It would also help to use some deterministic scheme, rather than letting members commit to arbitrary values. That way if an attacker controls the last n subcommittees, they can manipulate a maximum of n bits, by presenting or withholding values from subcommittees they control.

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Daniel, thank you for your thoughtful and useful response.

Great idea, public key encryption seems perfect for this.

Your calculation assumes that the subcommittee before the last one is fully controlled by an attacker, which is not always the case. So perhaps we still benefit over the full range 0<p<1. Anyway, thank you for pointing out that our models need to consider other attacks, and illustrating that this is a difficult problem with plenty of work remaining.

Great idea.

Sorry if my notation was sloppy, but I think the formula works in both cases. If the final subcommittee has m=1 (the attacker controls one member), I figure we can ignore it and recurse to the previous subcommittee. So I substituted P(a | m=1) = P(a). I should have given them indices and explained the argument.

I did assume that

  • All subcommittees are 2-committees.
  • The recursion continues ad infinitum. In reality, when we get to the very first subcommittee, P(a | m=1) = 0.

Daniel, thank you for the interesting discussion!

I did not recognize the recursion since there was no stated base case, and I’m not sure that you can recurse like this for the finite committees using approximations like p^2. Nevertheless, I agree with your conclusion about p<0.5 [edit: modulo some special cases addressed below]. Let me define your attack, and generalize your conclusion to arbitrary subcommittee sizes.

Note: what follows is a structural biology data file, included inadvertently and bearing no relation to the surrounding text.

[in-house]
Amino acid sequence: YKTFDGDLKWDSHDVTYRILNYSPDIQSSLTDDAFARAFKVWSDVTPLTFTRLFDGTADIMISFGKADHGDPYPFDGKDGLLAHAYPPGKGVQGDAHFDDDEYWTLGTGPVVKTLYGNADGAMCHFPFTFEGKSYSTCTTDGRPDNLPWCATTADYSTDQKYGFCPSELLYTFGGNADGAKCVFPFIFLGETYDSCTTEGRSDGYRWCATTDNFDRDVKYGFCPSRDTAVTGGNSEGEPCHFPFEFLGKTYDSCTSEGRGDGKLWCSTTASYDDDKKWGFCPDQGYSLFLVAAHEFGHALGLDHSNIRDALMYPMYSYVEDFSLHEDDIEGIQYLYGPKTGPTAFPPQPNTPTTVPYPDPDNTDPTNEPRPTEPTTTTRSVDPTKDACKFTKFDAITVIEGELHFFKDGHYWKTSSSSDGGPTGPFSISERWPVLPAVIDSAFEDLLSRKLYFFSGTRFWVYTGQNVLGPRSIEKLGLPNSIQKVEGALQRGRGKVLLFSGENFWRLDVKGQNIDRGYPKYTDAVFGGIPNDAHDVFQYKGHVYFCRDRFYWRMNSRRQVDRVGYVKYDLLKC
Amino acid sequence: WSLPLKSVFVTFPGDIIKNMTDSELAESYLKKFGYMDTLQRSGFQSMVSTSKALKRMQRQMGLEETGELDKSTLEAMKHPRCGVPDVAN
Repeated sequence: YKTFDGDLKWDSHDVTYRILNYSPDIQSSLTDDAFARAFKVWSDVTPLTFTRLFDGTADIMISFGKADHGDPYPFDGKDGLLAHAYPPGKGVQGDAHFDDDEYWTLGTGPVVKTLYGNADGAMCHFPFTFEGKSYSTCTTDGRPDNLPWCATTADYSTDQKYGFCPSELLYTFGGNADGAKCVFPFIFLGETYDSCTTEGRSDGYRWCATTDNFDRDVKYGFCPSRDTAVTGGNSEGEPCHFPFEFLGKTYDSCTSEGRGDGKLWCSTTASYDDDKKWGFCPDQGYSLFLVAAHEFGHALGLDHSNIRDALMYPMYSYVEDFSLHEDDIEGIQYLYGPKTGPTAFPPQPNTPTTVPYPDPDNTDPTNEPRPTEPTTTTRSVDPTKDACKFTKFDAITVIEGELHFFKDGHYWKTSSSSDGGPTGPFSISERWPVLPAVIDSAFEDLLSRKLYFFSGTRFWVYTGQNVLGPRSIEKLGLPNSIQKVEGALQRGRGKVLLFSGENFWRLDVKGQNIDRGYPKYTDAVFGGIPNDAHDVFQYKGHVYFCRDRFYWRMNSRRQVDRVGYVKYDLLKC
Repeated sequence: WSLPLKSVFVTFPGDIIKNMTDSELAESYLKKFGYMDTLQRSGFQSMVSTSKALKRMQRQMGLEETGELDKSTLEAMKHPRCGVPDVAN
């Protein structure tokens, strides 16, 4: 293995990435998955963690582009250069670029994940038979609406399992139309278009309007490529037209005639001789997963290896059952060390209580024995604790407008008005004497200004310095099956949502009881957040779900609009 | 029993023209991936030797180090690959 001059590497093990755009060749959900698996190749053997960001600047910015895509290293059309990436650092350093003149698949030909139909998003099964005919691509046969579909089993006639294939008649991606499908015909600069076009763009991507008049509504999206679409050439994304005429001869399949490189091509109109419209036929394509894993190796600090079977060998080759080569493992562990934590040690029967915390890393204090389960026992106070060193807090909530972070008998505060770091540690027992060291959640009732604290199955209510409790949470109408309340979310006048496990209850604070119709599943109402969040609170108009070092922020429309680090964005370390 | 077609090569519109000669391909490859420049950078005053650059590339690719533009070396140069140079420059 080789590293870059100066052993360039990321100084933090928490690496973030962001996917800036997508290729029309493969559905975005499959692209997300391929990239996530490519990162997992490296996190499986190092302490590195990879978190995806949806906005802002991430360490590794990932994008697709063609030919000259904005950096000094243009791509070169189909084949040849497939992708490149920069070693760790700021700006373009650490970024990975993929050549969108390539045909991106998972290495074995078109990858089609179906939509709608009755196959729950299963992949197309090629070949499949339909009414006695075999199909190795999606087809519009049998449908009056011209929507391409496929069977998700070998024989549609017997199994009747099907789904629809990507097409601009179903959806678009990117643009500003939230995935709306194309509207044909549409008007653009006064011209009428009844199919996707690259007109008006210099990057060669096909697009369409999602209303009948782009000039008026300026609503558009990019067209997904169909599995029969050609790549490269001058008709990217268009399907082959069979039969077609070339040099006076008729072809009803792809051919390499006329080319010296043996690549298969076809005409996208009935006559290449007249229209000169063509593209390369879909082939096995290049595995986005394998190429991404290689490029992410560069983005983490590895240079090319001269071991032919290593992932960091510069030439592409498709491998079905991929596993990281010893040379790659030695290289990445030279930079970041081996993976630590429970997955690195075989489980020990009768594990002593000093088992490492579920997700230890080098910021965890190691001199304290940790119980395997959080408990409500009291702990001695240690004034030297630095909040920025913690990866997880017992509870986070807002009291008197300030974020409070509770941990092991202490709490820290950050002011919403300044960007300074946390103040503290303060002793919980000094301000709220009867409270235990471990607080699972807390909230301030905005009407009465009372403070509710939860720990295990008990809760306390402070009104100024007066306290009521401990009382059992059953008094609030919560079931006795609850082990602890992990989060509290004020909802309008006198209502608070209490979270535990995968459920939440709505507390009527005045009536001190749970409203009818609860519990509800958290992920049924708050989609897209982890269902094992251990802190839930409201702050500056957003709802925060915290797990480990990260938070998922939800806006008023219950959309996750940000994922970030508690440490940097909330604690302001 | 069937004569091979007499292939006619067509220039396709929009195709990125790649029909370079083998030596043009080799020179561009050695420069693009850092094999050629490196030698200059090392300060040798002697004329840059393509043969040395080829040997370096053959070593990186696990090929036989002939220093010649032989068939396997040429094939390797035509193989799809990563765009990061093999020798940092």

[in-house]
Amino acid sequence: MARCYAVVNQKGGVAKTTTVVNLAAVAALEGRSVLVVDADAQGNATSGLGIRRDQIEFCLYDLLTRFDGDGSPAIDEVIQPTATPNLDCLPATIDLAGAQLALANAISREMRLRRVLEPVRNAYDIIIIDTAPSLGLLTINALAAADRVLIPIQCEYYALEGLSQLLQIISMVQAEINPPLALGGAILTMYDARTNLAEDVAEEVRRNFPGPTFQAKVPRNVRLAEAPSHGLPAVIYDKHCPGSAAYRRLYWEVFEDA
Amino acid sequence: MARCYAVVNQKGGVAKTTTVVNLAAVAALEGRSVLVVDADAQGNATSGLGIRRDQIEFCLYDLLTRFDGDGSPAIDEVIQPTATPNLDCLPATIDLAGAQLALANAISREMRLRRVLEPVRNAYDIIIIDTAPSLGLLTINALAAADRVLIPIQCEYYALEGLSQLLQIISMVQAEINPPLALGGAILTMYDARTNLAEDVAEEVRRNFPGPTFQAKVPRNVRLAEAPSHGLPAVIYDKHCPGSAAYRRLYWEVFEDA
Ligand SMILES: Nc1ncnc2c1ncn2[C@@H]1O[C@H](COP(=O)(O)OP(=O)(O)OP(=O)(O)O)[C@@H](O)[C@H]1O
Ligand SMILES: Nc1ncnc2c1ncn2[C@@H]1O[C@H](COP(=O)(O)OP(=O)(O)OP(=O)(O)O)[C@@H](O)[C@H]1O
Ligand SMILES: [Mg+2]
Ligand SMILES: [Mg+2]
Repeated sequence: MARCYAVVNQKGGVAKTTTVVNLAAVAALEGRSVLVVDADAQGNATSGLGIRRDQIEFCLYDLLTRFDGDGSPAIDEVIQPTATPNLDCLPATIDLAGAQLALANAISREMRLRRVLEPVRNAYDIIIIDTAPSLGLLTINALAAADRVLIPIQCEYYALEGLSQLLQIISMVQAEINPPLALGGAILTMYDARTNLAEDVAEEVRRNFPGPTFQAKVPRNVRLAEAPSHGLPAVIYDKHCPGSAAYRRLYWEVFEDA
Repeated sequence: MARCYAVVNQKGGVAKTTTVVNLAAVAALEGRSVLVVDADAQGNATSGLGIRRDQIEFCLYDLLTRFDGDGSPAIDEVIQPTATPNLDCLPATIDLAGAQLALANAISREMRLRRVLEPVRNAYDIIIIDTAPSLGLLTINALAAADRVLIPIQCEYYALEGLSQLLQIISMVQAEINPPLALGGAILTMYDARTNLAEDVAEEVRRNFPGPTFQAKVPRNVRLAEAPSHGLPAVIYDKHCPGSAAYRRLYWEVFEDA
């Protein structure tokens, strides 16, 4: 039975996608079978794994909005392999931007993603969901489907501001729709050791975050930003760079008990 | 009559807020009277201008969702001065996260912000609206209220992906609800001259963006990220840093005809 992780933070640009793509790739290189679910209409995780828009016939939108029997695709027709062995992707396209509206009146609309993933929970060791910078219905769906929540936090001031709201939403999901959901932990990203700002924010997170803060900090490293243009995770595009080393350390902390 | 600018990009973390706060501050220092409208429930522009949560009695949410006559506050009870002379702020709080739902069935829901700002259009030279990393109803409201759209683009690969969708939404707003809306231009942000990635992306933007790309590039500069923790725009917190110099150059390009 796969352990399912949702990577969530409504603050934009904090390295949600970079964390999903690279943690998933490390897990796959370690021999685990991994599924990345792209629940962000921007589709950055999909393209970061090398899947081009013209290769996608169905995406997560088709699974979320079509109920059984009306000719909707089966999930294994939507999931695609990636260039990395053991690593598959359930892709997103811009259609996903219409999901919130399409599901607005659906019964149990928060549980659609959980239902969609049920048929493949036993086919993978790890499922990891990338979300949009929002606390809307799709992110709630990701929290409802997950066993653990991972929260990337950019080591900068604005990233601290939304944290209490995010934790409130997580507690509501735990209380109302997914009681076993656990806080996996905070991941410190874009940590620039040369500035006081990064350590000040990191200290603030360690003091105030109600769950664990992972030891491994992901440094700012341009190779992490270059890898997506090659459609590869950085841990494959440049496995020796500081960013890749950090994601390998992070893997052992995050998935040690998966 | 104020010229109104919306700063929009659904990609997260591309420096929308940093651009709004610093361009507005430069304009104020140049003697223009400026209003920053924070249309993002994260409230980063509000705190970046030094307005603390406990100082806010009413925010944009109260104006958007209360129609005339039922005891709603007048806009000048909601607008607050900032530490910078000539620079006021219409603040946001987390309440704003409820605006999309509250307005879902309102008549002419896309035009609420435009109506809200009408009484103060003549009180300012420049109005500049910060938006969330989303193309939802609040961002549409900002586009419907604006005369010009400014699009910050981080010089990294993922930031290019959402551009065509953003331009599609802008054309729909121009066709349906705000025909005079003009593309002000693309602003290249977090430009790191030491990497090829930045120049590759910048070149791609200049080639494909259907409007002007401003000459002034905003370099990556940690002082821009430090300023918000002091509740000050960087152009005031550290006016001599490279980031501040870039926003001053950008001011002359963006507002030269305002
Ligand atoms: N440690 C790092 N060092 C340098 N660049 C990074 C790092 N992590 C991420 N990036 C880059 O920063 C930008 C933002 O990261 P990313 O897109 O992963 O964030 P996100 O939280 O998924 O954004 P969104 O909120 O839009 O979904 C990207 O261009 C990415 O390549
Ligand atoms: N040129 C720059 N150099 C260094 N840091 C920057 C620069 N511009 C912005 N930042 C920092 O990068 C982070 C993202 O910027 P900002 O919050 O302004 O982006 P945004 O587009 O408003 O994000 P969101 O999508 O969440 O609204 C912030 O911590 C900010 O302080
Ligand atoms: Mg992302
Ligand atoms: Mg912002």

Definition. An extended last-revealer attack occurs when a single party controls a secret while knowing all later secrets (this includes the possibility that they control the final secret). The bias is from choosing whether to reveal this secret they control.

Claim. Consider an ordered subcommittee non-obligatory commit-reveal procedure with ratio r of dishonest members all controlled by a single attacker. Consider the probability p of an extended last-revealer attack. [edit: Ignore the cases where the attacker knows all secrets but controls none, because this technically is not an extended last-revealer attack but a different attack whose probability can be made arbitrarily small as discussed in other comments.] If the last revealer is a 1-subcommittee, then p=r. Otherwise,

p \left\{ \begin{array}{ll} < r &\text{if } r<0.5\\ = 0.5 &\text{if } r=0.5\\ > r &\text{if } r>0.5. \end{array} \right.

Proof. If the last-revealer is a 1-subcommittee, then p=r, the probability that the last revealer is dishonest. Otherwise, consider the following cases. The case of r=0.5 has p=0.5 since attack and non-attack are complements of each other, i.e. swapping all honest and dishonest members will also swap whether there is an attack or not. The case of r<0.5 (r>0.5) has p< r (p> r) since some cases of non-attack (attack) do not have enough of the opposite type of members to swap with to create the corresponding attack (non-attack).

This is a strong claim because it covers all possible subcommittee sizes, and the proof provides insights into finding optimal subcommittee sizes.

We have successfully generalized the original attack to better capture the behavior of Ethereum stakers. But we have not considered competing attackers, selling secrets to possibly multiple parties, selling control of a member on an important subcommittee, economic incentives like rewards or slashing, and perhaps other things. Does anybody know whether these have been studied for the current beacon chain procedure (which is a special case of the subcommittee procedure)?

I still believe that subcommittees or other generalized procedures have potential to reduce bias on the Ethereum Beacon Chain, but more work is needed to prove things in more general attack and incentive situations.

Strictly speaking, this doesn’t hold in the case where all subcommittees are partially (but not fully) controlled by the attacker; in that case there’s no manipulation opportunity regardless of swapping. But I think it’s reasonable to ignore that case (as I did earlier), since its probability decreases exponentially with the number of subcommittees (assuming a constant subcommittee size).